Travelblog guides? It does sound juicy- I think the major hurdle is getting everyone to remember where they stayed! I notice a lot of travelbloggers dont post the names of the hostals/hotels and campgrounds they stay at. If I really like a place I try to include it, but is there some unwritten rule about this? If every blogger on this site had a small paragraph at the ends of their blogs listing where they slept and where they ate, the guidebook would be user-created over time right? Then moderators could combine all the information from different locations and users and POOF! travelblog guides...
A travelblog guide sounds like a great idea! I've always liked Lonely Planet - whatever their shortcomings I've found them far better than any other guide book on the market. There are often mistakes unless the edition is brand new simply because things change very quickly. Equally some Lonely Planets are better than others - I found the writer of the Peru guide had a very interesting idea of what constituted a 'budget' hostel, they all seemed quite expensive.
I have been using both Lonely Planet and Footprint while doing the planning for my travels to South America. One thing I have noticed about LP is that they often repeat themselves. For example I read the words "watch out for pickpockets" or "careful with your luggage" etc may times . I am certain that this is good advice, but it is something that doesn't need to be repeated continually as it is generally common sense.
They probably could have cut out ten pages if they only mentioned it once in bold at the start of the guide.
Yep - LP has it's shortcomings - for example - a very small island I know very well in Malaysia was visited by the Lonely Planet author/updater - a year ago.
He arrived in the rainy season, asked about the other side and other islands in the one cafe that was open - and understandably got a very biased picture of the islands. (Allegedly - according to my friends on the island!)
Can't wait for the next LP Malaysia.
I also dislike the flowery language - it's a guidebook not literature and I know that nearly half the people using it are working in their 2nd language - I've seen them struggling over some pointless euphemism for boring/dangerous/expensive so many times.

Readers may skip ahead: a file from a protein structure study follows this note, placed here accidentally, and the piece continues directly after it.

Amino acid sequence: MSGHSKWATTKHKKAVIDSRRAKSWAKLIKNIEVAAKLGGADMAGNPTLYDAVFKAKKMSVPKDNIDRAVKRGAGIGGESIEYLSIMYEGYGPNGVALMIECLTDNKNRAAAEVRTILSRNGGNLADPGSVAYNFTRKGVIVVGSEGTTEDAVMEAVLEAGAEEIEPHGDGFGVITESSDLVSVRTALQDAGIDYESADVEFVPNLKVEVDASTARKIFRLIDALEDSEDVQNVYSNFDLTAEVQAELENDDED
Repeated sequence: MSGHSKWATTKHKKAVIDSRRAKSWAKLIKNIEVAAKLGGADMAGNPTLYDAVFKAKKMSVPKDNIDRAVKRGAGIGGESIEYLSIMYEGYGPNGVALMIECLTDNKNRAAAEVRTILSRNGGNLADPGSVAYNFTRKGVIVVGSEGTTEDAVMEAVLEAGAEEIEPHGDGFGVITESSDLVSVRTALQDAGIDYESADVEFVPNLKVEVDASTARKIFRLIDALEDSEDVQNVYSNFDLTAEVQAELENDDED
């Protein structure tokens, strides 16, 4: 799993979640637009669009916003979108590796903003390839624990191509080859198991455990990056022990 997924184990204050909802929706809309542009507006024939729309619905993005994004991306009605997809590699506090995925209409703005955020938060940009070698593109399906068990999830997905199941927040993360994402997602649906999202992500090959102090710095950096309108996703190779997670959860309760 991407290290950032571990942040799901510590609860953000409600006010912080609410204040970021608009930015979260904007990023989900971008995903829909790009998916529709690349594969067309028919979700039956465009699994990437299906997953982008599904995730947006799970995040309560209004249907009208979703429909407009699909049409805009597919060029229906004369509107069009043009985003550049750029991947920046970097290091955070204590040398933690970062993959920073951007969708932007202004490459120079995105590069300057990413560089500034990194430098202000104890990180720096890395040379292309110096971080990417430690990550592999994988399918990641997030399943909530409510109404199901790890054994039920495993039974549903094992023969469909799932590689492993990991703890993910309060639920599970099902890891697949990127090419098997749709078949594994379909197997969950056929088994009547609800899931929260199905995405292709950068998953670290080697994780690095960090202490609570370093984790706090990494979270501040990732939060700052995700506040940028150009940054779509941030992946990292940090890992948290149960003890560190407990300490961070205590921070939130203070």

It was only a matter of time for this to happen - travellers know that the LP writers are badly paid and often don't do a proper job when updating a guidebook. Half the problem is that so so many of us travellers would jump at chance of working for a LP guidebook - shame on the management for exploiting this.
But - like most of the backpackers worldwide - I have a copy in relatively easy reach when travelling 😉
TB guide?? - well - I have some half finished wiki style code that's been on the To Do
list for a long long time... it could be finished 😉 Anyone volunteering to write a guide for a particular place? - it would be something that could be updated as you travel - and would have links to the contributors blogs... (probably should branch this discussion)
Hmmm...I've been generally aware of LP for a while but, to be honest, didn't pay it much mind because my travels (up to the four month excursion I'm currently in) kept me in the U.S. and I didn't have a need for a U.S. LP (does one even exist?) While in Ecuador, I looked at an old guide that seemed to have a fair amount of info, but didn't really use it because it was the hostels and, being an old guide, I assumed the info was outdated. I also remember not being overly fond of some of the left-leaning political rhetoric that was slipped into LP, though I probably could have ignored it if there was otherwise useful info. It does seem a fair amount of the comments I'm seeing make me question the guides usefulness, though, based on the pay issue and how much time seems to be allowed for obtaining information. The guy writing his book I take with a big grain of salt. If he can lie once, he can lie twice...what's to say his claims of lying aren't lies themselves to make a buck? Frankly, if I was someone committing illegal acts, I would be pretty cautious in how public I went with it.